CPS Energy’s solar programs and energy efficiency initiatives will continue for another year while officials ponder the utility’s next energy-saving moves.
San Antonio City Council members voted unanimously Thursday to extend CPS Energy’s Save For Tomorrow Energy Plan (STEP), a more than decade-old conservation program. The council’s vote means the utility’s home solar, weatherization programs, rebates for energy-efficient appliances, and other programs will continue until 2021, at an estimated cost of $70 million.
While council members praised the programs and CPS Energy’s efforts to tell its customers about them, many said they wanted more discussion over the next year about what such initiatives would look like over the next 10 years.
CPS Energy leaders call the next generation of its program “FlexSTEP,” a name derived from what they call “the Flexible Path.” That’s CPS Energy’s forecast for its energy mix by roughly mid-century. The utility has said it plans to get half its energy from renewable sources by the early 2040s, though it might continue burning coal into the 2060s.
That plan is in conflict with the City’s climate goals of going carbon-neutral by 2050, as stated in the City’s Climate Action and Adaptation Plan adopted in October. That plan has been the source of tension over the future of the municipally-owned electric and gas utility.
“I think all of us are concerned about what’s going to be in that FlexSTEP and how much public input will go into that,” Councilman John Courage (D9), said at the meeting.
CPS Energy President and CEO Paula Gold-Williams told council members the utility welcomes the input. She called the one-year funding a “bridge” that offers more time to “tighten up” CPS Energy’s list of solar and energy efficiency programs.
Enacted in 2009, STEP was meant to help San Antonio avoid the costs of building a new power plant. Estimates at the time were that a plant would cost at least $1 billion up front, not including maintenance costs.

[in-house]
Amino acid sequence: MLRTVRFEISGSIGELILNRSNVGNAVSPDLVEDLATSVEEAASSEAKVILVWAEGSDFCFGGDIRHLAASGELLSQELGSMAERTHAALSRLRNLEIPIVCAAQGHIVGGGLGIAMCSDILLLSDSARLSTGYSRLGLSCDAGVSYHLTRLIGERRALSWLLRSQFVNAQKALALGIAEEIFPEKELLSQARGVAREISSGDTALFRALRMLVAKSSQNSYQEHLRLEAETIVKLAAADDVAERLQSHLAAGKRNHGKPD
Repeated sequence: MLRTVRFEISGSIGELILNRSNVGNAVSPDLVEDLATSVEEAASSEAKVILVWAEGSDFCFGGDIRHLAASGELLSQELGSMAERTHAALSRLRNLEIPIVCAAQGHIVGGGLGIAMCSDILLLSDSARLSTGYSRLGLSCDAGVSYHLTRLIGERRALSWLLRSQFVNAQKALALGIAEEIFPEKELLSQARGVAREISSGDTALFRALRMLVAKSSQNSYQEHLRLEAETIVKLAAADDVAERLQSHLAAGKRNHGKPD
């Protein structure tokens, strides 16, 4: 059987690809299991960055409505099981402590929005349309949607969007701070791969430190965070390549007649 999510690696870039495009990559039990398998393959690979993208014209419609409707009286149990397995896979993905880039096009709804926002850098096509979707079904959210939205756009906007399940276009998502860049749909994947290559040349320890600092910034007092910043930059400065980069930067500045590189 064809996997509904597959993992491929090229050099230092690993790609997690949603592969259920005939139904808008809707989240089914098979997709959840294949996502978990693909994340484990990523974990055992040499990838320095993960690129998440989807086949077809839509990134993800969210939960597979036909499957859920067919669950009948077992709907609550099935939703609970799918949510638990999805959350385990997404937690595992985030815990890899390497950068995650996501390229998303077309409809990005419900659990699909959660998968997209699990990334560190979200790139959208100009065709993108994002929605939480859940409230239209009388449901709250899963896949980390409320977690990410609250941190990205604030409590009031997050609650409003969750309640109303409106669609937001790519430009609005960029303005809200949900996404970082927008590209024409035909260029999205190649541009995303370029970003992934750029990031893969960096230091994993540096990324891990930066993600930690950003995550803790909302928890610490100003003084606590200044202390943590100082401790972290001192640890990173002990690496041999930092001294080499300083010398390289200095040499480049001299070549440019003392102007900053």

Instead, CPS Energy invested $849 million to reduce demand by 771 megawatts by 2020. CPS Energy met the goal in August, ahead of schedule and 15 percent under budget at around $723 million.
At the meeting, energy efficiency managers for school districts testified in favor of STEP’s extension, as did members of the solar industry. So did environmentalists, though they said San Antonio should use the program’s renewal to make big steps toward its 2030 goal of cutting carbon pollution by 41 percent of 2016 levels.
The vote comes at a time of transition, what Councilwoman Ana Sandoval (D7) and Mayor Ron Nirenberg described as a “mode shift” for the utility. CPS Energy opened its board meetings to public comment and live video streaming in 2019 and plans to implement more transparency measures in 2020.
At Thursday’s council meeting, Gold-Williams expressed support for Nirenberg’s proposal for a first-ever advisory committee made up of appointed volunteers that will review the utility’s rate structure. CPS Energy has not raised its rates since 2013 but is considering whether it needs to do so in 2021.
“I agree about a rate advisory committee,” Gold-Williams told council members. “That’s helpful because we haven’t really looked at the structure of our rates in a really long time. … We’re not against talking about the generation mix and how it affects the bill.”
Greg Harman, a Sierra Club activist who’s part of what officials call the “environmental stakeholders group” that meets with the utility, said CPS Energy’s initiatives “are working for working families in San Antonio.”
“But we do want to see the ambition raised when we go to FlexSTEP,” Harman said.